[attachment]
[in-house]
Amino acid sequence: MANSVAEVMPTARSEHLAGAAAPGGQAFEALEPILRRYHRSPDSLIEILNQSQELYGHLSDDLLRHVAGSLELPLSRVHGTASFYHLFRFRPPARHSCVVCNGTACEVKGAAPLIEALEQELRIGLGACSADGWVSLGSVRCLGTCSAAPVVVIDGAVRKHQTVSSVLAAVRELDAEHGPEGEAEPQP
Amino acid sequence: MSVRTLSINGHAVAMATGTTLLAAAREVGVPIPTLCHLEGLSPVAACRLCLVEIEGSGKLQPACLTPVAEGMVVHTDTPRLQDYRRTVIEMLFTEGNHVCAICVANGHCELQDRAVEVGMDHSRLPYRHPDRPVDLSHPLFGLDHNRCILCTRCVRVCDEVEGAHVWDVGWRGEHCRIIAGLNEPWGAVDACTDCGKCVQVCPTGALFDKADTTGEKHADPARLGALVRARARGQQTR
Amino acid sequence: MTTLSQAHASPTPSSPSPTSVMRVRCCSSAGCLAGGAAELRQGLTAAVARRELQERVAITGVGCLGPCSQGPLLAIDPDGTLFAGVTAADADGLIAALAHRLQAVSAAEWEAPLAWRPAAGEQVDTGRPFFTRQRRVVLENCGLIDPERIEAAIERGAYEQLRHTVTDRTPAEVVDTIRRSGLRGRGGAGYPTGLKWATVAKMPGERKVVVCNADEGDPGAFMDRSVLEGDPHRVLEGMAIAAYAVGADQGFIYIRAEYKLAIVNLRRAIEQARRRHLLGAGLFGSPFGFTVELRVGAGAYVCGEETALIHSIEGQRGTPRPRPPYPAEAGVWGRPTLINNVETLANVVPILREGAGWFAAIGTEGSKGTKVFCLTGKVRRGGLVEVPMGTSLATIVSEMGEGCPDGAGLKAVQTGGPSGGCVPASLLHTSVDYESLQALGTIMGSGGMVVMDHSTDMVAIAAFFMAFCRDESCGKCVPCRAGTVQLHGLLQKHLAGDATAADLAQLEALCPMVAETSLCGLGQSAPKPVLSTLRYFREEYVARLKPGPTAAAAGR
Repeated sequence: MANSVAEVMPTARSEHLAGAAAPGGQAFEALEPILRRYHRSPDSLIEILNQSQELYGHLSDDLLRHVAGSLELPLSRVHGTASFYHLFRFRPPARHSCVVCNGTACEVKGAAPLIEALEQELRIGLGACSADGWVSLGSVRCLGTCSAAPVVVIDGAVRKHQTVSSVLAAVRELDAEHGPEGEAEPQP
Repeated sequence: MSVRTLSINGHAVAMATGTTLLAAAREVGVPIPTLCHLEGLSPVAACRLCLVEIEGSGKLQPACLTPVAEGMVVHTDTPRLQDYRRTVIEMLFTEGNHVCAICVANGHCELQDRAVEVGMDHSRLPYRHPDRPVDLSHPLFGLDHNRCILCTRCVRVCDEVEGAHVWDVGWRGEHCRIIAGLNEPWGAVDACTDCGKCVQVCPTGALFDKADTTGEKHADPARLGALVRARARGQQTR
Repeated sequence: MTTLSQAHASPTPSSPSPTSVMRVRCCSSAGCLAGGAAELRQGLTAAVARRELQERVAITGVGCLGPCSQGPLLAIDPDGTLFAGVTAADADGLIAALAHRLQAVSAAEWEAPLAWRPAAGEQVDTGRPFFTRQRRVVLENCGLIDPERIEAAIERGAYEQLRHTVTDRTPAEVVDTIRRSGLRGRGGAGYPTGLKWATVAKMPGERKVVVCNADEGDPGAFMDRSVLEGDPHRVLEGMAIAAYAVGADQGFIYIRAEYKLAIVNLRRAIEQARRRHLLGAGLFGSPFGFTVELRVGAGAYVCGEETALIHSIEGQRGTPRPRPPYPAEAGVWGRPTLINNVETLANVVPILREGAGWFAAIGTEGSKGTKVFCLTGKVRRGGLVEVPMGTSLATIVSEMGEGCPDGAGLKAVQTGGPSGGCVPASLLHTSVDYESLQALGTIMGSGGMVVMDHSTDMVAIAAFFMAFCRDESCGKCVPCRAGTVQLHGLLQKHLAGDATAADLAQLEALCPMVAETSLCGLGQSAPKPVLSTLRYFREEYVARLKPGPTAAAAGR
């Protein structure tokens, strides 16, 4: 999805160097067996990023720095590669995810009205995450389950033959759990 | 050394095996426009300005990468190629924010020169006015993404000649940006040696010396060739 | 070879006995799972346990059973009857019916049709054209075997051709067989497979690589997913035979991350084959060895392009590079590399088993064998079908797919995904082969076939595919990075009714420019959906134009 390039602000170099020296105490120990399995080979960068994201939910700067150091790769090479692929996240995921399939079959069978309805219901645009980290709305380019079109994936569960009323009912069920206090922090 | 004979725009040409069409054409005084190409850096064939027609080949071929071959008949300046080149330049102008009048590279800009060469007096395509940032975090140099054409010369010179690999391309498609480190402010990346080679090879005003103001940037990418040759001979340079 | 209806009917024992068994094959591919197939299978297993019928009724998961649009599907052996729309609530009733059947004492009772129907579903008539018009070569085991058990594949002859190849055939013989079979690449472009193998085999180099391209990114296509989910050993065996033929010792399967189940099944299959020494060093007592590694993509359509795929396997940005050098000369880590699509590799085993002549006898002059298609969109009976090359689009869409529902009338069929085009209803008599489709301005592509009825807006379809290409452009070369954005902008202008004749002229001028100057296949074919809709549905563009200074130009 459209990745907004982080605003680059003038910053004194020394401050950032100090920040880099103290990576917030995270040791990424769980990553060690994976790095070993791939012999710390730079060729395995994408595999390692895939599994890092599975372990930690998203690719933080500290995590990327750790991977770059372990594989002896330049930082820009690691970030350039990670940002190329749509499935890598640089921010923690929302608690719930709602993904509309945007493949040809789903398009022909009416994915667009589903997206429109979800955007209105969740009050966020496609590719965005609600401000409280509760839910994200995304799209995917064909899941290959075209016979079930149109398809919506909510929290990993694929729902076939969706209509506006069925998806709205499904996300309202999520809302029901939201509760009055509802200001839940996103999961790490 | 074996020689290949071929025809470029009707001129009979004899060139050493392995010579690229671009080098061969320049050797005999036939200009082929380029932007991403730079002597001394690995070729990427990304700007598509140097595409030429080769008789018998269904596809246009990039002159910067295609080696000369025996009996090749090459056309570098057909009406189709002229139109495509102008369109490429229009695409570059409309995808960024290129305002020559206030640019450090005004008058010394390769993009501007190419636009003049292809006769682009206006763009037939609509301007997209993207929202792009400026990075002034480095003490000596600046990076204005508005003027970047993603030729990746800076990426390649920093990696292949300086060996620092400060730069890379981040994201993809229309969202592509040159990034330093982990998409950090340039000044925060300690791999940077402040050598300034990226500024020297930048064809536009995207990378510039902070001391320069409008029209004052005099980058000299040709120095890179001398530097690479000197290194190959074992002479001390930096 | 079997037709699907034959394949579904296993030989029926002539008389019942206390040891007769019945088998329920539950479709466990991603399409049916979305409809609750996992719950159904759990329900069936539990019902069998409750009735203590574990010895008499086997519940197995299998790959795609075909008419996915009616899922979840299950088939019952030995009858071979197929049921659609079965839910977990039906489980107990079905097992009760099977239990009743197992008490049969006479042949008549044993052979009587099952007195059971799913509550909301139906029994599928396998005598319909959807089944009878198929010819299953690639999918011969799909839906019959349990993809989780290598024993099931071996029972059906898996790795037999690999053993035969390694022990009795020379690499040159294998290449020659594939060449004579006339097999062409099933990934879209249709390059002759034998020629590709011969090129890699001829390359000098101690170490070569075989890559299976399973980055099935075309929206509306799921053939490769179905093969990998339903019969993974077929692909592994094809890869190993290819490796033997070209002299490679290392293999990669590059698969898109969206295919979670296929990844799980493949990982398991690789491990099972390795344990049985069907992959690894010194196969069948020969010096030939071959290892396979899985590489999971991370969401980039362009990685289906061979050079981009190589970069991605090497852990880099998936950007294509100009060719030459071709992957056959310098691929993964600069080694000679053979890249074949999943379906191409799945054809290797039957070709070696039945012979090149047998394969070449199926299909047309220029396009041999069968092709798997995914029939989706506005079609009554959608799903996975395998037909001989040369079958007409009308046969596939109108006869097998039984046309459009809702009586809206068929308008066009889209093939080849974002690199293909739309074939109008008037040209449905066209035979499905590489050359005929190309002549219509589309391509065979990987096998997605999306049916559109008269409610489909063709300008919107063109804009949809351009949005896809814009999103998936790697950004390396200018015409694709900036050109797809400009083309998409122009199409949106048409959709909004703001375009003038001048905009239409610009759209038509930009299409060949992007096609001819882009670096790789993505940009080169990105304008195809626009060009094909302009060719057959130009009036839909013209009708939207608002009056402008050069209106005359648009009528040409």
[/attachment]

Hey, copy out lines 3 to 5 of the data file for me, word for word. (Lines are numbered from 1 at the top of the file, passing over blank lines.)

Amino acid sequence: MSVRTLSINGHAVAMATGTTLLAAAREVGVPIPTLCHLEGLSPVAACRLCLVEIEGSGKLQPACLTPVAEGMVVHTDTPRLQDYRRTVIEMLFTEGNHVCAICVANGHCELQDRAVEVGMDHSRLPYRHPDRPVDLSHPLFGLDHNRCILCTRCVRVCDEVEGAHVWDVGWRGEHCRIIAGLNEPWGAVDACTDCGKCVQVCPTGALFDKADTTGEKHADPARLGALVRARARGQQTR
Amino acid sequence: MTTLSQAHASPTPSSPSPTSVMRVRCCSSAGCLAGGAAELRQGLTAAVARRELQERVAITGVGCLGPCSQGPLLAIDPDGTLFAGVTAADADGLIAALAHRLQAVSAAEWEAPLAWRPAAGEQVDTGRPFFTRQRRVVLENCGLIDPERIEAAIERGAYEQLRHTVTDRTPAEVVDTIRRSGLRGRGGAGYPTGLKWATVAKMPGERKVVVCNADEGDPGAFMDRSVLEGDPHRVLEGMAIAAYAVGADQGFIYIRAEYKLAIVNLRRAIEQARRRHLLGAGLFGSPFGFTVELRVGAGAYVCGEETALIHSIEGQRGTPRPRPPYPAEAGVWGRPTLINNVETLANVVPILREGAGWFAAIGTEGSKGTKVFCLTGKVRRGGLVEVPMGTSLATIVSEMGEGCPDGAGLKAVQTGGPSGGCVPASLLHTSVDYESLQALGTIMGSGGMVVMDHSTDMVAIAAFFMAFCRDESCGKCVPCRAGTVQLHGLLQKHLAGDATAADLAQLEALCPMVAETSLCGLGQSAPKPVLSTLRYFREEYVARLKPGPTAAAAGR
Repeated sequence: MANSVAEVMPTARSEHLAGAAAPGGQAFEALEPILRRYHRSPDSLIEILNQSQELYGHLSDDLLRHVAGSLELPLSRVHGTASFYHLFRFRPPARHSCVVCNGTACEVKGAAPLIEALEQELRIGLGACSADGWVSLGSVRCLGTCSAAPVVVIDGAVRKHQTVSSVLAAVRELDAEHGPEGEAEPQP